There's a new “race” to keep alfalfas free from a fungal disease that has been called one of the U.S.'s major limiting alfalfa diseases on poorly drained soil.
Actually, the race is being made by alfalfa companies — to provide resistance to another devious form of aphanomyces root rot.
“A number of new alfalfa varieties are coming on the market that are resistant to race 2 aphanomyces,” says Dan Undersander, University of Wisconsin extension forage specialist.
About 15 years ago, Undersander says, aphanomyces was identified as a fungal disease that can infect, stunt and cause alfalfa seedlings to yellow before they wilt and die. It differs from phytophthora root rot and pythium, which tend to kill seedlings quickly before they turn severely yellow.
Aphanomyces also causes yellowing and stunting in established stands — and reduces yield, he says.
“If you planted an alfalfa variety that is highly resistant to phytophthora and still see the yellowish stunting, the field is likely infected with aphanomyces. It may also increase winter/spring root heaving damage to alfalfa.”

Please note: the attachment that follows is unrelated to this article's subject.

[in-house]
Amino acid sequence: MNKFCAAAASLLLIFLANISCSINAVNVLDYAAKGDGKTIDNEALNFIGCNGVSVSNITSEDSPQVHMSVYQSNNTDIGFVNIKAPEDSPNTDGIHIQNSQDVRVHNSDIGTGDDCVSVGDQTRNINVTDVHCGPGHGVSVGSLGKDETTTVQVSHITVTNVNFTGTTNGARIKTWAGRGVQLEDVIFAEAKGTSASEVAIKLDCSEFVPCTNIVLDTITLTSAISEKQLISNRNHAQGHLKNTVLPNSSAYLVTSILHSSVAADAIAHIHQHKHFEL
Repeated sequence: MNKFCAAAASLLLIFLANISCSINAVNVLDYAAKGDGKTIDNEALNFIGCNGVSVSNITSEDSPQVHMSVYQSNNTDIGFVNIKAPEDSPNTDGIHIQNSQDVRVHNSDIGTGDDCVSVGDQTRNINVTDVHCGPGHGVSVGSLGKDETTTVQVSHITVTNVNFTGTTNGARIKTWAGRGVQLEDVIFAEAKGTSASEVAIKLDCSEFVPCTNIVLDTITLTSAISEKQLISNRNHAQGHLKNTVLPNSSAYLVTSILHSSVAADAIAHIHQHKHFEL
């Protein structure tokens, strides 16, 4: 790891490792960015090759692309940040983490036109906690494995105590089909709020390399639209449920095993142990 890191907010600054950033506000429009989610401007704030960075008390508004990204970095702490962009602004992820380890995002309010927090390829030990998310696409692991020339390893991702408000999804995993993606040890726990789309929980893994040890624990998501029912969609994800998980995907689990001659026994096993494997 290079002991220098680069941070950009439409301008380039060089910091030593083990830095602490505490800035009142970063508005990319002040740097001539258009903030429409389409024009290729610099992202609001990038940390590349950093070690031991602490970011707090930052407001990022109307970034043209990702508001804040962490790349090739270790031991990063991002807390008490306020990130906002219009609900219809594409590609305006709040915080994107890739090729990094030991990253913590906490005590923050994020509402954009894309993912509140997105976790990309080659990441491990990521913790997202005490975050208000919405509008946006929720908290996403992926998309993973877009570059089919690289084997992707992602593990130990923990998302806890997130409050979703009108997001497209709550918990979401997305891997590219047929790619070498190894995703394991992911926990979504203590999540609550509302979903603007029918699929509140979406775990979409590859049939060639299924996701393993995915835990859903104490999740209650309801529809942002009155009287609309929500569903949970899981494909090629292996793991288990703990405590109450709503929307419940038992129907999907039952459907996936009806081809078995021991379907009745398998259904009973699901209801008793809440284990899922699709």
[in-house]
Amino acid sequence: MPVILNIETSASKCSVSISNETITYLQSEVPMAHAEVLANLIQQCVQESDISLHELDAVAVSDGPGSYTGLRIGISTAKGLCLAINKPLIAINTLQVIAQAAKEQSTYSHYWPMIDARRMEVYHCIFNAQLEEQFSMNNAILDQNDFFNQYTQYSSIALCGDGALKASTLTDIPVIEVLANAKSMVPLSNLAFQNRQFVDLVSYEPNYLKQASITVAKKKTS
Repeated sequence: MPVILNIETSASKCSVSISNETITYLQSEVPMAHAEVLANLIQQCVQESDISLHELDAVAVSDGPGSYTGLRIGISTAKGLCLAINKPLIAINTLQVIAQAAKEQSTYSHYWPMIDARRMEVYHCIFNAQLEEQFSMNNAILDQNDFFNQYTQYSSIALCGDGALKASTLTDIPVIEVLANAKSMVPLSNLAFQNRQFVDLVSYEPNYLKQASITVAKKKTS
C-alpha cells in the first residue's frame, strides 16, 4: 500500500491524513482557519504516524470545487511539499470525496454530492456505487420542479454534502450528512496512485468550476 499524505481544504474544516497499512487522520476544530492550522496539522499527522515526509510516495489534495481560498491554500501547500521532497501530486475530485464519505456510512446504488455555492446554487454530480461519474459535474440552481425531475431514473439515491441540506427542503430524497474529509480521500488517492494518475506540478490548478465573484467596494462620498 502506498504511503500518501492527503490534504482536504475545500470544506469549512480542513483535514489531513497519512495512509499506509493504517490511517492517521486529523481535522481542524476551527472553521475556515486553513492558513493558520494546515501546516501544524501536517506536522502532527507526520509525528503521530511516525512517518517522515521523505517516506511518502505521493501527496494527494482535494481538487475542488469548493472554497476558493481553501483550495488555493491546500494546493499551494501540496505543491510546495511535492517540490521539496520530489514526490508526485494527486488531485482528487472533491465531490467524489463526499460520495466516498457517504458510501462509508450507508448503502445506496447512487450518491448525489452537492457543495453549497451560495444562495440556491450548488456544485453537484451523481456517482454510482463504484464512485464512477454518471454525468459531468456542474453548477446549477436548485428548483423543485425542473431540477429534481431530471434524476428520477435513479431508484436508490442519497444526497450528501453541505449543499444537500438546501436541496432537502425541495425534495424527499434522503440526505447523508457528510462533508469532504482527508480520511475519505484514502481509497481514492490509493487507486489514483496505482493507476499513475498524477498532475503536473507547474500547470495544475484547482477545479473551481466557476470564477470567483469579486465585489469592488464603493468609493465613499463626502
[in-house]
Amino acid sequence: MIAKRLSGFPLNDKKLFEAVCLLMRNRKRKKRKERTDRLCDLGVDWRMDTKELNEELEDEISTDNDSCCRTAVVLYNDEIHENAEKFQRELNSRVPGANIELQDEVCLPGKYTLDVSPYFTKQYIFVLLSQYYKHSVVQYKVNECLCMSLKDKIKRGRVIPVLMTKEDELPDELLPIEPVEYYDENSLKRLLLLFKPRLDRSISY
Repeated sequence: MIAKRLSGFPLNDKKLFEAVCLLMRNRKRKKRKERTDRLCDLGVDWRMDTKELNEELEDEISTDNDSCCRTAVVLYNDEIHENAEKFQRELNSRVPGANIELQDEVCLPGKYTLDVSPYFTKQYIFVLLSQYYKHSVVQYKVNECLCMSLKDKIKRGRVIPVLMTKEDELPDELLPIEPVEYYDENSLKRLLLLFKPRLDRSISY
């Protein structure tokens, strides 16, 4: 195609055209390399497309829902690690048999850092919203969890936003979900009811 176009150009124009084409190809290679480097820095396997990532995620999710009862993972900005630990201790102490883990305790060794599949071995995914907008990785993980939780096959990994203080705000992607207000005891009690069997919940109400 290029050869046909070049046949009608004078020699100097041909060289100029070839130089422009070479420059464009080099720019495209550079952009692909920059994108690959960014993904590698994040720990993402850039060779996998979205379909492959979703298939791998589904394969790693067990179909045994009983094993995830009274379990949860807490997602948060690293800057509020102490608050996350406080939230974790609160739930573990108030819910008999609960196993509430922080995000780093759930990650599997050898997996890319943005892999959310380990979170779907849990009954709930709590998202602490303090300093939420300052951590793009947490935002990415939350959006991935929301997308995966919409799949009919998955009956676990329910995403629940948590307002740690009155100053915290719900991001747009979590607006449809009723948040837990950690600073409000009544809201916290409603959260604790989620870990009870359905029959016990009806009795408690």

Although alfalfa companies have bred aphanomyces resistance into their varieties over the years, they have recently had to work to develop resistance to a second race.
Race 2 aphanomyces is probably geographically widespread over southwestern and central Wisconsin, Iowa, Kentucky and the East Coast. It occurs in combination with race 1, Undersander says.
“Growers with poorly drained soils should consider planting race 2-resistant varieties,” he advises. “These varieties are also resistant to race 1 aphanomyces.”
Check Hay & Forage Grower's 2004 Alfalfa Variety Guide, starting on page 13 of this issue, for the column indicating which varieties offer race 2 aphanomyces resistance.